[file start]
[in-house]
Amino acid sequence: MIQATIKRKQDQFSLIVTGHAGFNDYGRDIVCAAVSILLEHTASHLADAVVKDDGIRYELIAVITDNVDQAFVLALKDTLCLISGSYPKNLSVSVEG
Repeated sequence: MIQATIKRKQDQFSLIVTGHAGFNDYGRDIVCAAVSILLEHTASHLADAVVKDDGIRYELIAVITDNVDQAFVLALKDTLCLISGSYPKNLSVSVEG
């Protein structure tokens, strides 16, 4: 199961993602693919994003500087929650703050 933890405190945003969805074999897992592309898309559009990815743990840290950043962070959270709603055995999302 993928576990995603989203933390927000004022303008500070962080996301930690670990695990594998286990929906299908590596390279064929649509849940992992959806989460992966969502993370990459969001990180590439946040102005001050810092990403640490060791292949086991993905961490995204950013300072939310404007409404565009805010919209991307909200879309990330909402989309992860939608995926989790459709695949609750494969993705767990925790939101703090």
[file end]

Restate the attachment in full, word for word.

[in-house]
Amino acid sequence: MIQATIKRKQDQFSLIVTGHAGFNDYGRDIVCAAVSILLEHTASHLADAVVKDDGIRYELIAVITDNVDQAFVLALKDTLCLISGSYPKNLSVSVEG
Repeated sequence: MIQATIKRKQDQFSLIVTGHAGFNDYGRDIVCAAVSILLEHTASHLADAVVKDDGIRYELIAVITDNVDQAFVLALKDTLCLISGSYPKNLSVSVEG
């Protein structure tokens, strides 16, 4: 199961993602693919994003500087929650703050 933890405190945003969805074999897992592309898309559009990815743990840290950043962070959270709603055995999302 993928576990995603989203933390927000004022303008500070962080996301930690670990695990594998286990929906299908590596390279064929649509849940992992959806989460992966969502993370990459969001990180590439946040102005001050810092990403640490060791292949086991993905961490995204950013300072939310404007409404565009805010919209991307909200879309990330909402989309992860939608995926989790459709695949609750494969993705767990925790939101703090």